David Naggar, VP of Kindle content and independent publishing, sent a letter to a few Hachette authors, literary agents and Authors Guild president Roxana Robinson over the weekend suggesting that “for as long as this dispute lasts, Hachette authors would get 100% of the sales price of every Hachette ebook we sell. Both Amazon and Hachette would forego all revenue and profit from the sale of every ebook until an agreement is reached.” The idea, seemingly, is that that loss of ebook revenue would “motivate both Hachette and Amazon to work faster to resolve the situation.”
The promises of the Empire are always tempting. But Amazon deals lead to the dark side. Or something like that.
Has anyone else noticed Amazon completely negates the fact that Hachette would be giving up the majority of the profits on this one?
Hachette said that it welcomed Amazon withdrawing the sanctions it had “unilaterally imposed,” and that “the best outcome for the writers we publish is a contract with Amazon that brings genuine marketing benefits and whose terms allow Hachette to continue to invest in writers, marketing, and innovation.”
Amazon then responded to Hachette’s statement, saying: “We call baloney.” The e-tailer went on to say that Hachette, as part of a “$10 billion global conglomerate,” can afford the proposal Naggar floated and that the publisher is making it clear that “they absolutely want their authors caught in the middle of this negotiation because they believe it increases their leverage.”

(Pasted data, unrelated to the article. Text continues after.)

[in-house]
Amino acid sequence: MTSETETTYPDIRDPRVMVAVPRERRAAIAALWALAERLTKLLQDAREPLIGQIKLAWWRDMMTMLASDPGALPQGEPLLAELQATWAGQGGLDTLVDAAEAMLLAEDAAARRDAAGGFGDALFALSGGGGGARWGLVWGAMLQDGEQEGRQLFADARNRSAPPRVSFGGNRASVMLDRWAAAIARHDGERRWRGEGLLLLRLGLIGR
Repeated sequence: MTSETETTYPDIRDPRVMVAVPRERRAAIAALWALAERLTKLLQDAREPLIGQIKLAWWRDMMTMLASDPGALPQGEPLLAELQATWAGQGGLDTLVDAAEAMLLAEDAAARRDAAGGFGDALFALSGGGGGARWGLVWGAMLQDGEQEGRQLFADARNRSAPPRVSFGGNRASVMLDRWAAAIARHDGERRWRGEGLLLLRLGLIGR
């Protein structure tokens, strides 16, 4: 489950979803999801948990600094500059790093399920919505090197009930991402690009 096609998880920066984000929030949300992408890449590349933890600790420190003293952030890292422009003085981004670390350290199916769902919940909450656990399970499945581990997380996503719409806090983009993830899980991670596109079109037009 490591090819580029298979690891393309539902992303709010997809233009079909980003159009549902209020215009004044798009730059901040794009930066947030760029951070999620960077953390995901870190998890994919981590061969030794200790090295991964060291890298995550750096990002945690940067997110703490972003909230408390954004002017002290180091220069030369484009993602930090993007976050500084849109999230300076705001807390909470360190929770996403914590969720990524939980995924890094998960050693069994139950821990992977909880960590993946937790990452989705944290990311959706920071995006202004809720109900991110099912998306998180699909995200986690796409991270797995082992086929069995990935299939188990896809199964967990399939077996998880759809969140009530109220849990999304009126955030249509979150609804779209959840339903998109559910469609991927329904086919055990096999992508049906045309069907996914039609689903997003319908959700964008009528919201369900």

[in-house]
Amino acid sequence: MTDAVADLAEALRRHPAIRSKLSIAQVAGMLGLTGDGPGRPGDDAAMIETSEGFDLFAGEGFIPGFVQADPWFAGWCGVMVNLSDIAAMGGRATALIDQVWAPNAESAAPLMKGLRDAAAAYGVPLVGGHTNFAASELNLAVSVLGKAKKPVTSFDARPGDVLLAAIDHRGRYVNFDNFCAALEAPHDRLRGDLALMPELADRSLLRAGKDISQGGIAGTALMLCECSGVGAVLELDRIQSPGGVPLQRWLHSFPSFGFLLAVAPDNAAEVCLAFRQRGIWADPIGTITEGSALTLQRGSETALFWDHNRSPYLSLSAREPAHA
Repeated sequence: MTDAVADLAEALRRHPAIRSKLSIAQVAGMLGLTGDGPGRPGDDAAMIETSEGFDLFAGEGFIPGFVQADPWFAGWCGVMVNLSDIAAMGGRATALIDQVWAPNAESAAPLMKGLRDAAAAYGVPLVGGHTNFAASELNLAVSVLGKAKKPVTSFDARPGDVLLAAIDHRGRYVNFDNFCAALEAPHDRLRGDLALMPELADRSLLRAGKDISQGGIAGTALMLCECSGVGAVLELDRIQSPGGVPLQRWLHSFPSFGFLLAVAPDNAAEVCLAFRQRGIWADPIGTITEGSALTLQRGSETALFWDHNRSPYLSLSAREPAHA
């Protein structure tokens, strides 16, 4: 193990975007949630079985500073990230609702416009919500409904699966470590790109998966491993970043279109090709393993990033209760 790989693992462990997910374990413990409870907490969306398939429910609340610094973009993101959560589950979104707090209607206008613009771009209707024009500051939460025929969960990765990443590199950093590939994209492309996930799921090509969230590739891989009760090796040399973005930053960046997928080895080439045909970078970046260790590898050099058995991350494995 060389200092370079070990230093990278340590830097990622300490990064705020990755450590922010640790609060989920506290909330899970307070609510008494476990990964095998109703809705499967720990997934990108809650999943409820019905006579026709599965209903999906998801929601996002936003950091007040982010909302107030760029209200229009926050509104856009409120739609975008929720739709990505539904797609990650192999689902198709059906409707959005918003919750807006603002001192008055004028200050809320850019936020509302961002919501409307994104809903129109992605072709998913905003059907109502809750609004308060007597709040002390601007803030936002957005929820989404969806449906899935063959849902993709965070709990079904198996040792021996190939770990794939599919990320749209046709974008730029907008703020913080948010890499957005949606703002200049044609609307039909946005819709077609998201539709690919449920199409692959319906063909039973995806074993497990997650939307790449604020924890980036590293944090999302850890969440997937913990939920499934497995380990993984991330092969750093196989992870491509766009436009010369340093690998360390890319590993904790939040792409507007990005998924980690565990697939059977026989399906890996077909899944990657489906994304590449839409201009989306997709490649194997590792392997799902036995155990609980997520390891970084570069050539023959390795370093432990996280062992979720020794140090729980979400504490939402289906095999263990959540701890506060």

The Guild’s Roxana Robinson responded to Naggar’s letter, in the The New York Times, saying that it “seems like a short-term solution that encourages authors to take sides against their publishers. It doesn’t get authors out of the middle of this–we’re still in the middle.”
Authors beware. Yoda will totally come over there and kick your asses if you take the easy road.
Tune in next week, for The Return Of The Jedi.
Harper Collins To Sell Books (Didn’t They Do That Before??)
Harper Collins has finally gotten the message that self-published writers have touted on every “How to Publish Your Books Online” guide the internet has to offer: DON’T PUT ALL YOUR EGGS IN ONE METAPHORICAL BASKET.
I say metaphorical, because I have chickens (8 adorable black hens-and a little black rooster named Pepe-that come when I call them) and it would be a COMPLETE pain in the ass to put all of their eggs into different baskets before I bring them in. But I digress, because for this example we actually WANT all the eggs in different sales baskets. Or Harper Collins does anyway.
HarperCollins has relaunched its website and, in a way, its business.
The company is now selling all its book, ebooks and audiobooks directly to consumers through HarperCollins.com.
“We are excited to be able to offer an e-commerce solution to our authors, ensuring their books are always available to their fans,” said chief digital officer Chantal Restivo-Alessi in a statement. “As a publisher, we want to offer as many paths to the consumer as possible.”